Crime Watch 8

IMPD tells drivers to slow down, give others some room

INDIANAPOLIS (WISH) — During the coronavirus pandemic, a lot of drivers got used to motoring around Indianapolis on empty streets, but now people have gone back to work and school the streets are crowded again.

Indianapolis Metropolitan Police Department is getting an increase of complaints of speeding and reckless driving.

Capt. Fred Ilnicki of IMPD said, “Schools are back in session. Businesses are back open. Let’s throw construction on top of that, you know. It is really kind of of building to the perfect storm, and people have not yet overall adjusted to traffic behavior.”

Set up along West 30th Street in a school zone, a traffic enforcement event Tuesday morning netted dozens of drivers pushing the speed limit.

Officer Catherine Hedges, zapping drivers with her radar gun, found an example of the trend. “And what we are doing is today is a school zone and it is 25 mph and you were doing 45 mph,” Hedges said to one driver.   

Turns out the driver had never been issued a driver’s license and was not the owner of the car. The owner of the car had to come and get it. The unlicensed driver will have to explain why he was speeding and driving without a license to a judge.

The dangers of school zone speeding came to light weeks ago when crash near Indianapolis Public Schools’ George Jullian School killed 7-year-old Hannah Crutchfield and injured two adults.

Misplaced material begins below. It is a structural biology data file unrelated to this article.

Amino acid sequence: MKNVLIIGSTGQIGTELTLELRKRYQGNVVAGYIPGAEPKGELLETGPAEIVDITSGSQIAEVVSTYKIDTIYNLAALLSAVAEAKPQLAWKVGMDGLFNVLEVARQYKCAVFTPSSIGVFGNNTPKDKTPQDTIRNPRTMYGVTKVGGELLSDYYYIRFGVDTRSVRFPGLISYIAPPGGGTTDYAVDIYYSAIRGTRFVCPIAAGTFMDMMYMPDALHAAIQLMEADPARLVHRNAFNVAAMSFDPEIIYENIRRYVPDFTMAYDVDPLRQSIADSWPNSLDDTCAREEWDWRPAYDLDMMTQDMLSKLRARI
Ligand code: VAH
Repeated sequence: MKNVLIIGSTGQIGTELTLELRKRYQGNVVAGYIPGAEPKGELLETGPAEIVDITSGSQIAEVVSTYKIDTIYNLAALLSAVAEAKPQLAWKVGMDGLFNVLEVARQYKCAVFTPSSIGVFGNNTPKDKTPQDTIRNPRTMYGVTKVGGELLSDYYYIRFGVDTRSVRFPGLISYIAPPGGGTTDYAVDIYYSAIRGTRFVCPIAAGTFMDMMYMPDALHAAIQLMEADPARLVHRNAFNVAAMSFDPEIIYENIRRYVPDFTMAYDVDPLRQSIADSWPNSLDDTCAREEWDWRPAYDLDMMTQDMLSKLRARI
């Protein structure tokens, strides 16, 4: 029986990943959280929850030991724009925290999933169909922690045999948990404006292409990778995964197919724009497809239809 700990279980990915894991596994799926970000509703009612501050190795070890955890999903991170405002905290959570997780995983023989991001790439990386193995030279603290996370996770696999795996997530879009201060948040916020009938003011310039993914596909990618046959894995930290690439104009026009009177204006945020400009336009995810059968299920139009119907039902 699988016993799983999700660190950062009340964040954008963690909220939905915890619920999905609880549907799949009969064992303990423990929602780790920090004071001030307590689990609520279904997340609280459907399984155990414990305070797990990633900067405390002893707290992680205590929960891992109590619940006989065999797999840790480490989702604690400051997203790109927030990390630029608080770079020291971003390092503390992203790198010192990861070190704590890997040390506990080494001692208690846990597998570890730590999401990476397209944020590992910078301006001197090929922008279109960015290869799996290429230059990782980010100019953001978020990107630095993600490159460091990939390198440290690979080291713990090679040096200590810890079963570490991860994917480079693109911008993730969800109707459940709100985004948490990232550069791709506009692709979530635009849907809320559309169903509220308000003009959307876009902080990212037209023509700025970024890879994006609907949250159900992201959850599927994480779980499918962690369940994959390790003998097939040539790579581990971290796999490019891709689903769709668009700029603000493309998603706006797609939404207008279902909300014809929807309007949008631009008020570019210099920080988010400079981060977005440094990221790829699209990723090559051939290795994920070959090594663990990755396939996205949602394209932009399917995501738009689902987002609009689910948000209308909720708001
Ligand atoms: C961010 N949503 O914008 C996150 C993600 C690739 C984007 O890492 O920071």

“Honestly, we get a lot of complaints throughout the city,” the IMPD captain said

Ilnicki says the department is overwhelmed with speeding complaints. He says setting up temporary speed traps is not about generating revenue for the city, but they’re designed to get drivers’ attention.  

“It is going to be slowing down. It is going to be ‘put the cellphone down.’ it is going to be ‘pay attention to speed limit signs.’ It is giving grace to other drivers,” Ilnicki said. 

About a year ago, a distracted driver hit Hedges while on her motorcycle. The crash left her with a slight limp. She has been on the department for 25 years and the No. 1 issue she see’s today is the distracted driver.  

“Cellphones and social media, anything in trying to make a video while driving, that is a big issue,” Hedges said.

I-Team asked if there anything motorists can say to get out of tickets, and the answer was if the driver is facing a medical emergency. 


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